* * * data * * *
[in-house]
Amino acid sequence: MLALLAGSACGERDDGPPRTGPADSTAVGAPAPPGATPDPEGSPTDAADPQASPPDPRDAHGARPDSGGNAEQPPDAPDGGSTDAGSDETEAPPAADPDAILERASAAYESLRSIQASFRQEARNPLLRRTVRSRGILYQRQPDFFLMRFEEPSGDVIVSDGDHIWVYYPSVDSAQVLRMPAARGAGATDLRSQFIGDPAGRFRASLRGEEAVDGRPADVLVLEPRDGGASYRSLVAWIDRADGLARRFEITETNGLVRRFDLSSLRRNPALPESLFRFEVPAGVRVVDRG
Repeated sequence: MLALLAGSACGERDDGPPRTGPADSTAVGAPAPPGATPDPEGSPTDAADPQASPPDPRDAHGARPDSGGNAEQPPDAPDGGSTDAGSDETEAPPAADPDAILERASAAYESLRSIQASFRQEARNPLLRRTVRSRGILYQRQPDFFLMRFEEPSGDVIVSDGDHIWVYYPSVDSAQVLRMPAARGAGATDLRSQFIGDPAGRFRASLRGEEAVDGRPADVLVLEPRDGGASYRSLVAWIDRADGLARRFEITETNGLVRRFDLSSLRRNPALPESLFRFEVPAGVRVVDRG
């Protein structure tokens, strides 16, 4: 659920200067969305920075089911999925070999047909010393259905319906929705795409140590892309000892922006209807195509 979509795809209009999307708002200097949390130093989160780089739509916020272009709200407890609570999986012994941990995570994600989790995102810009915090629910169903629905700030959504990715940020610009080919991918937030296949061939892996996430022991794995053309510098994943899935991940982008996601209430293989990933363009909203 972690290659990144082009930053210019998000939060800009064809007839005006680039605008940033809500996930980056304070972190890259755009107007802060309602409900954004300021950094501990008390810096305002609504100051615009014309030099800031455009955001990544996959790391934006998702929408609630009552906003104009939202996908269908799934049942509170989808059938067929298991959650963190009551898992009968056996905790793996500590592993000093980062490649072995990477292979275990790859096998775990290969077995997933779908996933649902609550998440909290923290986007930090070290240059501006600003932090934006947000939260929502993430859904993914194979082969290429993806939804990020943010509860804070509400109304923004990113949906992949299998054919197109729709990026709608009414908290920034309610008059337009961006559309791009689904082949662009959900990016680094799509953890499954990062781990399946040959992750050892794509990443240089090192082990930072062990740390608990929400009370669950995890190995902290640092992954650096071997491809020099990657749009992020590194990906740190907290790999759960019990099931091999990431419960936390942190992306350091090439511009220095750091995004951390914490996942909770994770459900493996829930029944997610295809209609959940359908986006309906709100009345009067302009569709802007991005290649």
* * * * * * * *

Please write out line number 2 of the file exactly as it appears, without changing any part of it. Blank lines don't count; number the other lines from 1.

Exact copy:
Amino acid sequence: MLALLAGSACGERDDGPPRTGPADSTAVGAPAPPGATPDPEGSPTDAADPQASPPDPRDAHGARPDSGGNAEQPPDAPDGGSTDAGSDETEAPPAADPDAILERASAAYESLRSIQASFRQEARNPLLRRTVRSRGILYQRQPDFFLMRFEEPSGDVIVSDGDHIWVYYPSVDSAQVLRMPAARGAGATDLRSQFIGDPAGRFRASLRGEEAVDGRPADVLVLEPRDGGASYRSLVAWIDRADGLARRFEITETNGLVRRFDLSSLRRNPALPESLFRFEVPAGVRVVDRG